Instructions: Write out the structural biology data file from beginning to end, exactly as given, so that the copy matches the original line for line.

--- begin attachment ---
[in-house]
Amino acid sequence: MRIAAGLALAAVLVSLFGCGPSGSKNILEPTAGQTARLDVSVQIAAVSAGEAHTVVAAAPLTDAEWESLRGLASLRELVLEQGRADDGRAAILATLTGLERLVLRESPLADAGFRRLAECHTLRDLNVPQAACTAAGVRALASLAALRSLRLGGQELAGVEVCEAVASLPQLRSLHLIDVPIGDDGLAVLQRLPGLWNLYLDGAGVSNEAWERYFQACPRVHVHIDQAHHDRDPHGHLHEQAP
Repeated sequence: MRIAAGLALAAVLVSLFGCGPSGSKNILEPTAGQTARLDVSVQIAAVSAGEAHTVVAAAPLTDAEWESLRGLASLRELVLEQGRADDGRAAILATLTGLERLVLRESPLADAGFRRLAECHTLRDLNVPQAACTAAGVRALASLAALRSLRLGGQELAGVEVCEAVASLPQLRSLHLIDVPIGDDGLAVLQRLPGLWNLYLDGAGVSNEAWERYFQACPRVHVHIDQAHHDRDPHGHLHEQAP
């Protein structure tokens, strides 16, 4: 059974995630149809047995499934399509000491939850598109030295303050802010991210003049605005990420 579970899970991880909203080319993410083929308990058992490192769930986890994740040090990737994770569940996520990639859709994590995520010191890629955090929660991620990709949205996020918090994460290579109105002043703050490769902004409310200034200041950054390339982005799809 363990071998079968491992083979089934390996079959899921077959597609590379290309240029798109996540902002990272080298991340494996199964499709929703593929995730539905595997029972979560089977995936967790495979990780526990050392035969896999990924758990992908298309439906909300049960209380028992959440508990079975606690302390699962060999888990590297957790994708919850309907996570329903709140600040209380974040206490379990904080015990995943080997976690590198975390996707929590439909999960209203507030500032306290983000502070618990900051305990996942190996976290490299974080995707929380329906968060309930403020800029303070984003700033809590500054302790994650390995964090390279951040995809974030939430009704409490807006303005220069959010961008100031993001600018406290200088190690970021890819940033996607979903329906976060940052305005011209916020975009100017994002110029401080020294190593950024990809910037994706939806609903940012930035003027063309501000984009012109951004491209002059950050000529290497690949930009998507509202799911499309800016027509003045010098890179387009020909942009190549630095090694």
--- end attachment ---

[in-house]
Amino acid sequence: MRIAAGLALAAVLVSLFGCGPSGSKNILEPTAGQTARLDVSVQIAAVSAGEAHTVVAAAPLTDAEWESLRGLASLRELVLEQGRADDGRAAILATLTGLERLVLRESPLADAGFRRLAECHTLRDLNVPQAACTAAGVRALASLAALRSLRLGGQELAGVEVCEAVASLPQLRSLHLIDVPIGDDGLAVLQRLPGLWNLYLDGAGVSNEAWERYFQACPRVHVHIDQAHHDRDPHGHLHEQAP
Repeated sequence: MRIAAGLALAAVLVSLFGCGPSGSKNILEPTAGQTARLDVSVQIAAVSAGEAHTVVAAAPLTDAEWESLRGLASLRELVLEQGRADDGRAAILATLTGLERLVLRESPLADAGFRRLAECHTLRDLNVPQAACTAAGVRALASLAALRSLRLGGQELAGVEVCEAVASLPQLRSLHLIDVPIGDDGLAVLQRLPGLWNLYLDGAGVSNEAWERYFQACPRVHVHIDQAHHDRDPHGHLHEQAP
């Protein structure tokens, strides 16, 4: 059974995630149809047995499934399509000491939850598109030295303050802010991210003049605005990420 579970899970991880909203080319993410083929308990058992490192769930986890994740040090990737994770569940996520990639859709994590995520010191890629955090929660991620990709949205996020918090994460290579109105002043703050490769902004409310200034200041950054390339982005799809 363990071998079968491992083979089934390996079959899921077959597609590379290309240029798109996540902002990272080298991340494996199964499709929703593929995730539905595997029972979560089977995936967790495979990780526990050392035969896999990924758990992908298309439906909300049960209380028992959440508990079975606690302390699962060999888990590297957790994708919850309907996570329903709140600040209380974040206490379990904080015990995943080997976690590198975390996707929590439909999960209203507030500032306290983000502070618990900051305990996942190996976290490299974080995707929380329906968060309930403020800029303070984003700033809590500054302790994650390995964090390279951040995809974030939430009704409490807006303005220069959010961008100031993001600018406290200088190690970021890819940033996607979903329906976060940052305005011209916020975009100017994002110029401080020294190593950024990809910037994706939806609903940012930035003027063309501000984009012109951004491209002059950050000529290497690949930009998507509202799911499309800016027509003045010098890179387009020909942009190549630095090694």